More than half a year since the initial launch of Google’s Stadia, and the system has moved out of its initial unofficial beta testing, and into mass public availability. Rather than an inescapable subscription fee, users can now access the base level of Stadia, offering up to 1080p at 60fps, for free. This runs parallel to the paid pro tier, with 4K resolution availability maintaining a $10 a month cost.
Testing by major tech experts has revealed that while the new age of Stadia has brought in some positive changes, it’s not all smooth sailing. So, other than the pricing model, what has changed, and why is it that many industry speculators believe Stadia might be facing a sometimes-unwinnable battle?
The release of Google’s Stadia on November 19 of 2019 was a development the gaming industry watched closely. Even for players not able or willing to invest in the game-streaming service, everyone wanted to see what Stadia could do, and whether or not it would live up to the hype. While the concept of game streaming at that time was not new, with services like the ill-fated OnLive having arrived nearly a decade before, it had undoubted potential.
What made Stadia promising was that it was developed by Google, one of the most successful tech-companies the world has ever known. Google had the funding, and it had the infrastructure, so it would stand to reason that they could achieve what nobody yet had. In reality, Google was plagued by the same issues of latency which many expected. Combine this with a requirement to purchase a game on top of a subscription fee, and Stadia has faced an uphill struggle. Stage two, as it is unofficially called, aims to carve out new ground in this ongoing fight.
Arguably the most consequential advantage of the second stage of Stadia comes from its ability to operate outside the confines of both Chromecast Ultra and its first-party controller. This has been a game-changer for many potential customers for two primary reasons. The first is that the official Stadia controller is notoriously fickle, and cannot operate via Bluetooth. Since many players already have superior console controllers like the DS4 which run well on Bluetooth systems, this limitation was a concern. The requirement of Chromecast Ultra was also problematic, costing an additional $70 on top of game and subscription fees.
Stage two of Stadia, while still not freely available over all devices, can now integrate as a simple program over a range of officially supported devices from Asus Rog, Google, Samsung, Razer, and more. It can now even operate without the use of a controller, though concerns with UI makes this approach unsound for most games. For the all-important latency, testing by tech experts Gamers Nexus has indicated some general improvements compared to how the system operated last year. In their tests of Metro: Exodus, for example, they found that maximum delay during their game time was reduced from 129.2 milliseconds to 116.7 milliseconds. Average delay and minimum delay saw similar small but important reductions, and other games followed a comparable trend.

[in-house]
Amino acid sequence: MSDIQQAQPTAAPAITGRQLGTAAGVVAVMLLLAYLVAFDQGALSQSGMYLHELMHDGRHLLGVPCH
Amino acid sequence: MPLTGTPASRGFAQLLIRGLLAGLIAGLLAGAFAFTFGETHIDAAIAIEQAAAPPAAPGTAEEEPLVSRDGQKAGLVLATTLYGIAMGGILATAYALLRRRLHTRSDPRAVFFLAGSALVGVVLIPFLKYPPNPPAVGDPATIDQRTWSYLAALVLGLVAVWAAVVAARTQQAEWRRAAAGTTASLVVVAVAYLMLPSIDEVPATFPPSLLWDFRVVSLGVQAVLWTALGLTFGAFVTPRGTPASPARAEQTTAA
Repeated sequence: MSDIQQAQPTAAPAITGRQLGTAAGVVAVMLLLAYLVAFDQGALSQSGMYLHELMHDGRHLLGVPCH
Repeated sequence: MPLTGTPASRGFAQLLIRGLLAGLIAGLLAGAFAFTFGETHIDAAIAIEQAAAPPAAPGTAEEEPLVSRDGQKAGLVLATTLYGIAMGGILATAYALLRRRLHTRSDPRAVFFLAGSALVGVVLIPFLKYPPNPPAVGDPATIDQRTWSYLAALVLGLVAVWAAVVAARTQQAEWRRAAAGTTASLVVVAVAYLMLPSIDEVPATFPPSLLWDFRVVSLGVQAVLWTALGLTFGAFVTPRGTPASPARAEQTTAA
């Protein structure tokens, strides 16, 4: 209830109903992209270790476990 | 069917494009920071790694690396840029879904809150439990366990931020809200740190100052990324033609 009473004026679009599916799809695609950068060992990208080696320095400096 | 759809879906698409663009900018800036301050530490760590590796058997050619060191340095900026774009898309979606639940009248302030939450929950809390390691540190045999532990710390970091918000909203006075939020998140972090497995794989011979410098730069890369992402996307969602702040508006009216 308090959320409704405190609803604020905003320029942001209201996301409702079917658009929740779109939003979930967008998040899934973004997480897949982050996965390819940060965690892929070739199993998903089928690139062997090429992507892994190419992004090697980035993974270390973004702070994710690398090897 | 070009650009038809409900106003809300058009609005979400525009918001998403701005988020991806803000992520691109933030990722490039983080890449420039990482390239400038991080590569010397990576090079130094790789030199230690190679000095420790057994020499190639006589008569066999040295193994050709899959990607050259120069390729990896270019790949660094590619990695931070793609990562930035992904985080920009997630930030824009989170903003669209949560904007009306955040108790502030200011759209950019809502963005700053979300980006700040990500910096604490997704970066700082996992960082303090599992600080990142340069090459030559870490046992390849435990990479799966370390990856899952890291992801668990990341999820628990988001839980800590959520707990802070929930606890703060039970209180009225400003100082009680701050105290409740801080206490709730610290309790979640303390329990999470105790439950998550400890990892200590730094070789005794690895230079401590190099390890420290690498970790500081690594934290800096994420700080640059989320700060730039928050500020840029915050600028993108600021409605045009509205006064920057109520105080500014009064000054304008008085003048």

The Path Forward
Stadia’s improvements have painted it in a more positive light, but the one issue of unavoidable latency could hold it back from achieving what Google wants. To illustrate this point, we’ll draw comparisons to other types of entertainment with related concerns. Consider the forms of online roulette such as those available from Betway. None of these traditional tables require immediate reactions, the aim of the game being to predict where the ball will fall in advance, so they’d work fine on a system like Stadia regardless of worst-case latency. The same is true even if we move into the area of more demanding live streaming online casino titles like live roulette. The appeal lies in watching the ball spin and land; however, again, instantaneous reactions are not necessary, so these have no issues even if played a world away.
Straight video streaming like on Twitch or YouTube marks another example where latency is of little concern. Even if lag runs up to or over a second, the experience for this type of media will suffer in no appreciable way. In essence, no harm no foul. A game like Doom Eternal is the exact opposite. Relying on a heavy amount of rapid action, any latency via video streaming risks putting Eternal over the acceptable threshold and into unplayable territory. Couple internet latency with the display lag of televisions like those listed on CNET and a jump into the sludgy-feeling 150-millisecond range is largely unavoidable.
The unfortunate truth of this situation is that the laws of physics are absolute. The fastest elements we have in current gaming data transmission are fiber optics, which operate at around 30% the speed of light. It seems ridiculous but if you factor in the dead-weight of processing bottlenecks and server distance, this is simply too slow. Conceivably, some obstacles could be removed by placing Stadia servers in every population center in the world, but even for a company the size of Google, this isn’t a financially viable avenue.
Better, But Never Perfect
Stadia still has its problems, but there’s no denying the service has made some major strides in the ten months it’s been active. Many of the remaining frustrations users have with the system are likely to be remedied over time, but it’s important to remember that, in some instances, game streaming can never fully measure up.
Because of this, it might be best to think of services like Stadia as more of an alternative than a replacement. Make no mistake, for slower-paced titles like turn-based games, game streaming could become a force to be reckoned with. For anything requiring the highest levels of speed, however, they’ll soon be reaching a wall no existing technology will help them scale.
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